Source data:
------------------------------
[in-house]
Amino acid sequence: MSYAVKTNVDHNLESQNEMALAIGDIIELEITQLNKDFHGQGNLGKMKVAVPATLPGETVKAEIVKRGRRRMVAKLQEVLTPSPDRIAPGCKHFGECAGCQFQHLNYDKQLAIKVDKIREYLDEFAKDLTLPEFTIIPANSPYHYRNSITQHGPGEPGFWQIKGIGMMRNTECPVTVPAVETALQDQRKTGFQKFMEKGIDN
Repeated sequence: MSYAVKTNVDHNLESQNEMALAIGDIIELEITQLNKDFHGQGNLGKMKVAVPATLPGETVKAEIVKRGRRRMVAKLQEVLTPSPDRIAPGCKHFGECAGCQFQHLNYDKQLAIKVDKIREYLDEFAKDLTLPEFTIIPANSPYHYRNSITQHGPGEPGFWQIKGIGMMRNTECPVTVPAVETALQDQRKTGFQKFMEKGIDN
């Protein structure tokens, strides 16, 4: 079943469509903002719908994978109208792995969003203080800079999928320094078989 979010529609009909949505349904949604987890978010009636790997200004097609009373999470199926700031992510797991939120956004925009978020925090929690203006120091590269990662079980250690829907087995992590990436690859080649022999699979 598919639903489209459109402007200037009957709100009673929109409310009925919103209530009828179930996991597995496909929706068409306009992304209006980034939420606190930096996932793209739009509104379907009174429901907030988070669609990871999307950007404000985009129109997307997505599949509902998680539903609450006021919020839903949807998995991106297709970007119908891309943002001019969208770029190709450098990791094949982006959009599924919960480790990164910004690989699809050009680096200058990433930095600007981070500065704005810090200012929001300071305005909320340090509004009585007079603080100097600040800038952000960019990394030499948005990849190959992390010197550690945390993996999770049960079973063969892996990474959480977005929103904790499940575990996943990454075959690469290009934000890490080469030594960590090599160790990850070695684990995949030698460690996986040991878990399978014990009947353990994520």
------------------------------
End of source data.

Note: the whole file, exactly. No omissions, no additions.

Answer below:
[in-house]
Amino acid sequence: MSYAVKTNVDHNLESQNEMALAIGDIIELEITQLNKDFHGQGNLGKMKVAVPATLPGETVKAEIVKRGRRRMVAKLQEVLTPSPDRIAPGCKHFGECAGCQFQHLNYDKQLAIKVDKIREYLDEFAKDLTLPEFTIIPANSPYHYRNSITQHGPGEPGFWQIKGIGMMRNTECPVTVPAVETALQDQRKTGFQKFMEKGIDN
Repeated sequence: MSYAVKTNVDHNLESQNEMALAIGDIIELEITQLNKDFHGQGNLGKMKVAVPATLPGETVKAEIVKRGRRRMVAKLQEVLTPSPDRIAPGCKHFGECAGCQFQHLNYDKQLAIKVDKIREYLDEFAKDLTLPEFTIIPANSPYHYRNSITQHGPGEPGFWQIKGIGMMRNTECPVTVPAVETALQDQRKTGFQKFMEKGIDN
């Protein structure tokens, strides 16, 4: 079943469509903002719908994978109208792995969003203080800079999928320094078989 979010529609009909949505349904949604987890978010009636790997200004097609009373999470199926700031992510797991939120956004925009978020925090929690203006120091590269990662079980250690829907087995992590990436690859080649022999699979 598919639903489209459109402007200037009957709100009673929109409310009925919103209530009828179930996991597995496909929706068409306009992304209006980034939420606190930096996932793209739009509104379907009174429901907030988070669609990871999307950007404000985009129109997307997505599949509902998680539903609450006021919020839903949807998995991106297709970007119908891309943002001019969208770029190709450098990791094949982006959009599924919960480790990164910004690989699809050009680096200058990433930095600007981070500065704005810090200012929001300071305005909320340090509004009585007079603080100097600040800038952000960019990394030499948005990849190959992390010197550690945390993996999770049960079973063969892996990474959480977005929103904790499940575990996943990454075959690469290009934000890490080469030594960590090599160790990850070695684990995949030698460690996986040991878990399978014990009947353990994520």